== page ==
A staircase shaped like a waterfall. A lobby sculptured like a forest. These are some of the finishing touches on the soon-to-open Ritz-Carlton in downtown Portland, where $7 million only gets you a standard condo.
The self-proclaimed “first ultra-luxury structure in the Pacific Northwest” pampers the rich in more ways than one, because the Ritz-Carlton is also a tax shelter. Its investors can take advantage of the tax break known as Opportunity Zones.
The Ritz-Carlton is emblematic of what’s wrong with Opportunity Zones, a tax break that enriches the rich while harming the common good. Oregon lawmakers should delay no further in severing ties with this tax subsidy boondoggle.
Opportunity Zones are a set of tax breaks created by the Trump tax plan passed in 2017. They became Oregon tax breaks — piling on to the federal tax breaks — because the state’s tax code often connects automatically to the federal one. The Oregon legislature had the power to say “no,” but it failed to do so.
Opportunity Zones encompass three different tax breaks for capital gains income — the profits from selling investments in things such as stocks, businesses, and real estate. To benefit, you must invest in “Opportunity Funds” that then invest in real estate projects or businesses located within areas designated as “Opportunity Zones.” The profits reaped by investors get taxed at a lower rate than they normally would or escape taxation altogether, depending on how long the money is invested.
Concocted by a Facebook billionaire, this tax break should come with a label: only the rich need apply. One study estimated the income of the average investor to be $4.9 million. That’s not surprising, given that capital gains are concentrated in the hands of the rich. About 85% of all capital gains flowing to Oregonians in 2020 went to the richest 5%. And more than a third went to the richest one-tenth of 1% — the richest one out of every thousand Oregonians.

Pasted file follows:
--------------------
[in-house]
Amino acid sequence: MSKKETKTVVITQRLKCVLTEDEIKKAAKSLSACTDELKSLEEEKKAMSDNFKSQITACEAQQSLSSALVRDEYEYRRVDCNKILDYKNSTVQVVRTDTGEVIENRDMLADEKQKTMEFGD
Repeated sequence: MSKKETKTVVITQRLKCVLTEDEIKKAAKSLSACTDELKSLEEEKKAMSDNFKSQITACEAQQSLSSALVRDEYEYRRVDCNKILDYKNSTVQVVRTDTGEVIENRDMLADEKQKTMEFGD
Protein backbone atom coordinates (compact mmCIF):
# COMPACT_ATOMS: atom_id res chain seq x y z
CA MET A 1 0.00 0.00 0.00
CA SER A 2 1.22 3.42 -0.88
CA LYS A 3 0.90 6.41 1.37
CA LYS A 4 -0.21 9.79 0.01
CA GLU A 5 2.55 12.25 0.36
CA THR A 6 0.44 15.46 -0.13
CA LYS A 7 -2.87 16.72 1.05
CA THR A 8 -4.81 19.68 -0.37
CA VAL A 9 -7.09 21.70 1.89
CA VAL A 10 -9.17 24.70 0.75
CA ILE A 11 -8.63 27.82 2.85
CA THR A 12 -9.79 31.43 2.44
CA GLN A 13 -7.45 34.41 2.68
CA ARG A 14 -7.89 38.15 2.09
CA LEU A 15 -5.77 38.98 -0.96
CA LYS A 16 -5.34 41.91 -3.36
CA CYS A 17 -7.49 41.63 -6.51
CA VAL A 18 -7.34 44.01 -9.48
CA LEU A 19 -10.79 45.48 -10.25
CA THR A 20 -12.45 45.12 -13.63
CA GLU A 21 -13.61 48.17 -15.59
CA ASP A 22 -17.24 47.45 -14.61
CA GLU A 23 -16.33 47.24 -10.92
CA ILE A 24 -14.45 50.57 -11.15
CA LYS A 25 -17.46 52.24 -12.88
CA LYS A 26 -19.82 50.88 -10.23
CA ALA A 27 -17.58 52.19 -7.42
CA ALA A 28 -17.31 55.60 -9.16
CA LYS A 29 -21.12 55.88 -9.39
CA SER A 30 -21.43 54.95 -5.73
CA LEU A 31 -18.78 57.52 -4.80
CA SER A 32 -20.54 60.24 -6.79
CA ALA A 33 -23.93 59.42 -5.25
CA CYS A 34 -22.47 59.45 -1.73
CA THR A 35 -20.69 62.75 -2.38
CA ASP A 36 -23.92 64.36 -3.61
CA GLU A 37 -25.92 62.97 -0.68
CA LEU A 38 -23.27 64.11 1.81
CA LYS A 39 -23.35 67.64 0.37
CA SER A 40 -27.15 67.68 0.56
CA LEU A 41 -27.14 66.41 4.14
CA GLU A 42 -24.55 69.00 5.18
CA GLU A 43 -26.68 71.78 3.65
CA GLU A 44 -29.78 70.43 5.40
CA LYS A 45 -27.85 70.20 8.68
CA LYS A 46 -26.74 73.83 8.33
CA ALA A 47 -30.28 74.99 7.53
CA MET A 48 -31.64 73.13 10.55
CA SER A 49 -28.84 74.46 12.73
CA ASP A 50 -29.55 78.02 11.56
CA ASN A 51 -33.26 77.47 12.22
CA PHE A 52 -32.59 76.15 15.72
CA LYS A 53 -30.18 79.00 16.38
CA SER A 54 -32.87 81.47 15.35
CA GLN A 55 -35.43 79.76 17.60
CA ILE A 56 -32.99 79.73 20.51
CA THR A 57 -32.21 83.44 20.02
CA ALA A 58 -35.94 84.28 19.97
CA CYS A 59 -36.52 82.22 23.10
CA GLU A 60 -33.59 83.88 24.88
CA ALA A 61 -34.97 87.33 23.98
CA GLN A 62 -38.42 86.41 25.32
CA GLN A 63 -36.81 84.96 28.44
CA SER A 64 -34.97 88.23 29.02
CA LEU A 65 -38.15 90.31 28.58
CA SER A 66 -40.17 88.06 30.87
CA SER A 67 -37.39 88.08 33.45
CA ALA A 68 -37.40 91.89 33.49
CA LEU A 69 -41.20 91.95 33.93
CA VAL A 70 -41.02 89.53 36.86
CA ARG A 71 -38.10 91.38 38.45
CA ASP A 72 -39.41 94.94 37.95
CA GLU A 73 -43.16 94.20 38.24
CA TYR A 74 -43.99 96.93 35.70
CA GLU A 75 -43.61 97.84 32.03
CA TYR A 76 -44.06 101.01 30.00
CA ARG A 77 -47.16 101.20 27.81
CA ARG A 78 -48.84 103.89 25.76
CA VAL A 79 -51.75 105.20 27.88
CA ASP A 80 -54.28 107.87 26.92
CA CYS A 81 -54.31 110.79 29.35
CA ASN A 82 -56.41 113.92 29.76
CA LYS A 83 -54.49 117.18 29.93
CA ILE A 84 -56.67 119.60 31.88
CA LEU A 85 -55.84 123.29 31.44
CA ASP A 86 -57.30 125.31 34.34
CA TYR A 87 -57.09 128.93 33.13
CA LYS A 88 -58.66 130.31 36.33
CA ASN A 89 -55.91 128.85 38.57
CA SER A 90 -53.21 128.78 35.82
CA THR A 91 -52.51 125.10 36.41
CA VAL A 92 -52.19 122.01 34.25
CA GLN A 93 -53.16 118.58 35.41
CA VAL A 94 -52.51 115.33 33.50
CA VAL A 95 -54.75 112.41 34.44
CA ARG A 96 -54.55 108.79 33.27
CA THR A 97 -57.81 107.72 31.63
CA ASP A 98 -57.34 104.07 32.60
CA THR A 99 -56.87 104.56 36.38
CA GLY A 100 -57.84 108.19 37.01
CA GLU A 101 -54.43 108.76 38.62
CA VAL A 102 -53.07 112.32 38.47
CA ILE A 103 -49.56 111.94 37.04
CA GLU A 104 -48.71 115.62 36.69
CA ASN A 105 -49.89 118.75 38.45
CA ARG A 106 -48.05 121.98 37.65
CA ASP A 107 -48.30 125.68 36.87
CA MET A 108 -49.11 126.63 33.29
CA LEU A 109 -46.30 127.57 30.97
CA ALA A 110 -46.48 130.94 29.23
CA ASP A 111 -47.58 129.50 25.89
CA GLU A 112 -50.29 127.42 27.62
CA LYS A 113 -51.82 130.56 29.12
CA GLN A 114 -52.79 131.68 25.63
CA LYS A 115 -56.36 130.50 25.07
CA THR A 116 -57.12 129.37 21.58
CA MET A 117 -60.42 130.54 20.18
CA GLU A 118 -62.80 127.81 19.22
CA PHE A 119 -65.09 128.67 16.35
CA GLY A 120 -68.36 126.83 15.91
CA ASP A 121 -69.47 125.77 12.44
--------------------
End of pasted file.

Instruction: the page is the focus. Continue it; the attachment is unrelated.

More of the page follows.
The concentration of capital gains income is a key driver of economic inequality, which stands at record-levels. Opportunity Zones pour fuel on the raging fire that is economic inequality.
Opportunity Zones also harm Oregonians by depriving the state of tax revenue. The taxes wealthy investors avoid through Opportunity Zones is money that could instead go to improve our schools, make college more affordable, expand affordable housing, or fund other ways of making Oregon more prosperous.
Though the exact amount of revenue lost by the state is unclear, it’s substantial. A recent study estimated that, from 2020 to 2024, the federal government will lose about $8.2 billion in foregone revenue, making Opportunity Zones “the largest ongoing federal community economic development program in the U.S.” In Oregon, the tax break is costing tens of millions in each budget period.The costliest part of the tax break seems set to arrive later this decade, when the investments become tax free.
For the big hit to the public purse, you might expect some good to come out of Opportunity Zones, but you’d be hard pressed to find it. Research points to “mixed, limited, or no effects” on things like the number of job postings and the formation of new businesses in the areas designated as Opportunity Zones. One study found no real improvement on the employment, earnings, or poverty rates of the people living in the zones — the purported goal.
The reality is that Opportunity Zones subsidize investments that, like the Ritz-Carlton, would happen anyway. The money has gone into marinas for superyachts, luxury hotels, and self-storage warehouses, instead of going to affordable housing or businesses that would lift up the people living in Opportunity Zones.
Enough time remains this legislative session for Oregon to cut ties with the Opportunity Zones tax break. House Bill 3039 would end the state’s version of this subsidy. Lawmakers can rest assured that Oregonians would much prefer to see public resources going to schools, childcare and affordable housing, than to the pockets of wealthy investors.